With injuries to Horton early in the 1967 season, Brown was called on to start 17 games early in the 1967 season. However, in June, Brown dislocated a bone in his left wrist crashing into the outfield wall while trying to field a fly ball. He remained on the injured list until the final month of the season. On the season, he appeared in only 51 games, and his batting average dropped to a career-low .187 in 91 at bats.
Brown had an outstanding season in 1968, helping the Tigers win the American League pennant and the World Series. While 1968 was called the Year of the Pitcher, Brown tallied a batting average of .370 — 140 points higher than the American League average of .230. Brown started only 17 games that season, but appeared in 49 more as a pinch hitter. He also achieved a .442 on-base percentage and a .685 slugging average and struck out only four times in 104 at bats. As a pinch hitter, Brown hit for a .450 batting average, the eighth-highest single season batting average for a pinch hitter (minimum 30 at bats) in major league history.
His pinch hits were key in leading the Tigers to the pennant. By early June, he had registered eight hits in 12 pinch at bats. He hit especially well against the rival Boston Red Sox. On April 11, he had a pinch-hit home run in the ninth inning to lead the Tigers to a 4-3 victory over the Red Sox. He hit another pinch-hit home run against the Sox on August 10. Brown's mastery of the Sox peaked in an August 11 double-header before a crowd of 49,087 at Tiger Stadium. In the first game, he hit a game-winning home run in the 14th inning to deliver a 5-4 victory. In the second game, he again had the game-winning RBI in the ninth inning.
Brown also won over fans with his "every man" charisma. On August 7, 1968, after grabbing two hot dogs from the clubhouse, Brown was ordered by manager Mayo Smith to pinch hit. He notoriously stuffed the hot dogs in his jersey to hide them from his manager. "I always wanted to get a hit every time I went to the plate. But this was one time I didn't want to get a hit. I'll be damned if I didn't smack one in the gap and I had to slide into second — head first, no less. I was safe with a double. But when I stood up, I had mustard and ketchup and smashed hot dogs and buns all over me. The fielders took one look at me, turned their backs and damned near busted a gut laughing at me. My teammates in the dugout went crazy." After fining Brown $100, Smith said, "What the hell were you doing eating on the bench in the first place?" Brown replied, "I decided to tell him the truth. I said, 'I was hungry. Besides, where else can you eat a hot dog and have the best seat in the house'"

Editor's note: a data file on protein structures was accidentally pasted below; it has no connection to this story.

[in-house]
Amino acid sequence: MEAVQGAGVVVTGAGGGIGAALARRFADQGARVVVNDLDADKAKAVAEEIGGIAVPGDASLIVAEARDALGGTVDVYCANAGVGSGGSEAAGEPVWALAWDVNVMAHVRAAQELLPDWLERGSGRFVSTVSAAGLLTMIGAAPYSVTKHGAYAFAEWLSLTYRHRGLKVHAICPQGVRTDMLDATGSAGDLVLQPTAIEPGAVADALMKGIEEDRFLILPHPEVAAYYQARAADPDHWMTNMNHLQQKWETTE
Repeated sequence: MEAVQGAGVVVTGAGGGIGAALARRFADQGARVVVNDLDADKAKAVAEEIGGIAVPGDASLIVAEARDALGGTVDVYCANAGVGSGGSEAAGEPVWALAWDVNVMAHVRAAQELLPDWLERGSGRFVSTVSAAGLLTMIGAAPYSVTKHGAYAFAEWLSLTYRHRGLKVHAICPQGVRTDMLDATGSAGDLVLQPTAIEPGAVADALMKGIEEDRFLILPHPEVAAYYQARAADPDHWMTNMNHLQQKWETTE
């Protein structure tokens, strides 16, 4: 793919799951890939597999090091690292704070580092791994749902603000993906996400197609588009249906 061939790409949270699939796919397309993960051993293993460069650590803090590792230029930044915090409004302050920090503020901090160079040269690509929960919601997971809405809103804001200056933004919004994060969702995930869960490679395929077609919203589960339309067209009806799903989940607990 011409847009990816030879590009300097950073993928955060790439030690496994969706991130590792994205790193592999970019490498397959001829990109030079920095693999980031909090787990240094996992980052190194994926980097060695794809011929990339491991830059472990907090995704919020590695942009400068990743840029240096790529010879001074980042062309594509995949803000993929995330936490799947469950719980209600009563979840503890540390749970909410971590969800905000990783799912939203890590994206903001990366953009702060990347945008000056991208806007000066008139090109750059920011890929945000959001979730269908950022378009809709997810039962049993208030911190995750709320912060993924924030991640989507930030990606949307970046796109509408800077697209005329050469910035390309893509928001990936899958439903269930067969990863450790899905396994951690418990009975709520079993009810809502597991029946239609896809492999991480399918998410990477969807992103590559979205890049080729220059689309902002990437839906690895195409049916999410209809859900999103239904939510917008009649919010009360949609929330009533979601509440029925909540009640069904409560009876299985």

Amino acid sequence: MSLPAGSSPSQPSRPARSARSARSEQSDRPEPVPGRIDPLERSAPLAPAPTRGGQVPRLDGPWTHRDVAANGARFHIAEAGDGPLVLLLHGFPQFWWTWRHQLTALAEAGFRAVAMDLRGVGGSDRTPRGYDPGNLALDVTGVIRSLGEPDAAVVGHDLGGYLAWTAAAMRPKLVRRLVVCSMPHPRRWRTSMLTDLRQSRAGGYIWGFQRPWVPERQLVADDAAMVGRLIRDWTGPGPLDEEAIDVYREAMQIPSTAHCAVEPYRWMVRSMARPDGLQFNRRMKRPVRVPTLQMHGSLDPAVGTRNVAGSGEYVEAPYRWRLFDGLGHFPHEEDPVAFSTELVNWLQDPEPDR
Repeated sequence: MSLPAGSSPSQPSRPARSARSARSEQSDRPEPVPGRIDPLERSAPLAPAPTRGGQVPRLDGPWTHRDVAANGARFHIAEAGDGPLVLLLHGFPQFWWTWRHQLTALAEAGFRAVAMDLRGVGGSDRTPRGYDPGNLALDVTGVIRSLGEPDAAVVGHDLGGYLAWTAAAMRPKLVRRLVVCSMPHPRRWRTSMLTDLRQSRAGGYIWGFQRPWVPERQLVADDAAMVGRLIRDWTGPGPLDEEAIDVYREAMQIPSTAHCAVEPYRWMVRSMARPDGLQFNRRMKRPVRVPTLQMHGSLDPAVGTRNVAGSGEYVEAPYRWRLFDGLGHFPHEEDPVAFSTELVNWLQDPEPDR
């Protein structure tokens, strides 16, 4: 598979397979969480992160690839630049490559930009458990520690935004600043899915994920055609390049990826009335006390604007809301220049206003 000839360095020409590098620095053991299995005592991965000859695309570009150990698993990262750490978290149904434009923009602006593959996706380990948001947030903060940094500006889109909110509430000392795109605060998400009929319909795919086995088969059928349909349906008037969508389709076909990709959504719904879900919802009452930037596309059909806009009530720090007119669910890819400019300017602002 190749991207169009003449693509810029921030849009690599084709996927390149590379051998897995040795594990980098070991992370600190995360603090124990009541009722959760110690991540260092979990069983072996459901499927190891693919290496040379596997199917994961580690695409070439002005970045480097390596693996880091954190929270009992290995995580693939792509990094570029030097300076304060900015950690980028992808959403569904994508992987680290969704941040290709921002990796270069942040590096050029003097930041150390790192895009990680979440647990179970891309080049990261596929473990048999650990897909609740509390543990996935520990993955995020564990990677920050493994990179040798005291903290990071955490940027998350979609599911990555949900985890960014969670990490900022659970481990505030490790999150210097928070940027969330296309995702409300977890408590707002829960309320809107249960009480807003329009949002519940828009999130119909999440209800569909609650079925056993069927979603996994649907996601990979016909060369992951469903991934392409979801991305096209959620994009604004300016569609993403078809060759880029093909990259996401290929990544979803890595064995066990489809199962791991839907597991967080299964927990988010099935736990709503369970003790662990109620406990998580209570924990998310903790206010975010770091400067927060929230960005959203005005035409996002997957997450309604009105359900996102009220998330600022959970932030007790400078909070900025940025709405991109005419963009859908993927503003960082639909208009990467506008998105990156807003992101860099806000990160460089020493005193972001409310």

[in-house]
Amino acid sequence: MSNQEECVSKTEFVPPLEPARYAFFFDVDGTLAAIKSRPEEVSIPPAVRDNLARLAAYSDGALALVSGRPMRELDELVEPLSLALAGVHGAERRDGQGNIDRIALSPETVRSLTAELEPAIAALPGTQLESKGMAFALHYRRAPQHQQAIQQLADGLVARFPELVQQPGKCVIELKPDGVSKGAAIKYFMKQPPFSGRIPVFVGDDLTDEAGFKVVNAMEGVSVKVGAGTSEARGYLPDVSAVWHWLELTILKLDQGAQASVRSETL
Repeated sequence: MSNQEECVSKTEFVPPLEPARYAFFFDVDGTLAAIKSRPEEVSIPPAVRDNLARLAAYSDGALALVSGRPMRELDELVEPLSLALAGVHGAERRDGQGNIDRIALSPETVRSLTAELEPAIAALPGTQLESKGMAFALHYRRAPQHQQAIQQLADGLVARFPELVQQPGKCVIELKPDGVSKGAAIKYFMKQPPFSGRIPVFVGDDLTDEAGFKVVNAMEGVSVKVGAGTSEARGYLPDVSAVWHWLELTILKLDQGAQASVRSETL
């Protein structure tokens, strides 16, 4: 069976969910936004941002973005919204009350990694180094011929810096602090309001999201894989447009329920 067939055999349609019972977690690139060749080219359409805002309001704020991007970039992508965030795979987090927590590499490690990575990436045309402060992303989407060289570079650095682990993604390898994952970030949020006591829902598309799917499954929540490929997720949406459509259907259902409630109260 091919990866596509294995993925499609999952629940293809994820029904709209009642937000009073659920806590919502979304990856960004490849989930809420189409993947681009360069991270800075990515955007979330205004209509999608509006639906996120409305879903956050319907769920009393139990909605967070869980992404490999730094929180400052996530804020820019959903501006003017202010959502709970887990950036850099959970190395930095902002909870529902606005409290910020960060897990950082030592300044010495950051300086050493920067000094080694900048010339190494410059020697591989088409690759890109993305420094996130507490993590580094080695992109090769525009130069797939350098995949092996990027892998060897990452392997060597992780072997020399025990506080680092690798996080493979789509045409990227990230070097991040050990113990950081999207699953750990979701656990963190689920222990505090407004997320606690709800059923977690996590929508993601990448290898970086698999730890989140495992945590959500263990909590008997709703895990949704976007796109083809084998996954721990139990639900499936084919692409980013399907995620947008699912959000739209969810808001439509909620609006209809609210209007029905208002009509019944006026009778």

In August 1968, Detroit Free Press columnist Joe Falls wrote:
"Gates Brown. Everybody's favorite. Anyone who has to struggle in life -- and that's just about all of us -- can relate to this guy. Because nobody has reached the top through a more trying route than Gates Brown. And nobody is happier to be here than Gates Brown.
He waddles out to leftfield. That's you playing softball. He stumbles in for a fly ball, lunges and catches it at the last moment. That's you, all right. He rips a triple over the centerfielder's head and raced to third like a runaway fire hydrant. It could be the moment in the office picnic."
Los Angeles Times sportswriter Jim Murray wrote in September 1968 that Brown had "the most level swing since Joe DiMaggio and added:
He's batting .459 as a pinch hitter. He hits the "A" pitches farther than some guys hit the batting practice pitches. He strikes out so seldom that pitchers are convinced he could get wood on a cultured pearl, or a machine gun bullet."
California Angels manager Bill Rigney said: "When I think of Gates Brown, I think of loud noises and line drives. When my pitchers ask me what to do with him, I say, 'Duck'!"
In 1969, Brown's batting average dropped by more than 160 points to .204 in 100 at bats. His slump continued in 1970 as he hit .226 in 124 at bats.
From 1971 to 1973 Brown hit 33 home runs with 110 RBIs in 571 at-bats, including a .338 average in 1971 (66 for 195). He retired at the end of the 1975 season.
Brown holds the American League record for the most pinch-hit at bats in a career, with 414. In his career, Brown collected 107 pinch hits including 16 pinch homers - both are also American League career records - and also twice led the AL in pinch hits (1968 and 1974).
In a 13-season career, Brown was a .257 hitter with 84 home runs and 322 runs batted in in 1,051 games played.
After retiring as a player, Brown became a scout and rookie league instructor for the Tigers. He returned to majors in 1978 as the Tigers' hitting coach. He continued in that position through the 1984 season.
Brown moved to Detroit in 1960. He married Detroiter Norma Jean Sterling in July 1962.
In 2009, Crestline High School renamed its baseball field as Gates Brown Field and established a scholarship fund in Brown's honor. At the time, Brown said: "You dream about something like this, but you don't ever think it's going to happen. I didn't want no fanfare when I was with the Tigers, but this is quite an honor."
Brown died of a heart attack on September 27, 2013 at a nursing home, aged 74. He had been in failing health for the last years of his life.